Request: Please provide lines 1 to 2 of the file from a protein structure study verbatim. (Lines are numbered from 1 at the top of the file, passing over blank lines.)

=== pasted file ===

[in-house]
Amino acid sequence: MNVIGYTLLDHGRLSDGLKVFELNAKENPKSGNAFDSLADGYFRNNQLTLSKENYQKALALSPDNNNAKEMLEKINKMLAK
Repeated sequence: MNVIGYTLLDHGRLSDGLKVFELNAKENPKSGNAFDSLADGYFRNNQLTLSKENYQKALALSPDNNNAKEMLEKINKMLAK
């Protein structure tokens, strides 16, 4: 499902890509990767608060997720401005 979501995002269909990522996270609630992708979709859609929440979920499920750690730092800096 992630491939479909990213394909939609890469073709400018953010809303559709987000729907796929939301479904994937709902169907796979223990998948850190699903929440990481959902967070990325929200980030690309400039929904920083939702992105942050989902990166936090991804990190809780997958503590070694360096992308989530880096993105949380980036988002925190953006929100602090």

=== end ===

[in-house]
Amino acid sequence: MNVIGYTLLDHGRLSDGLKVFELNAKENPKSGNAFDSLADGYFRNNQLTLSKENYQKALALSPDNNNAKEMLEKINKMLAK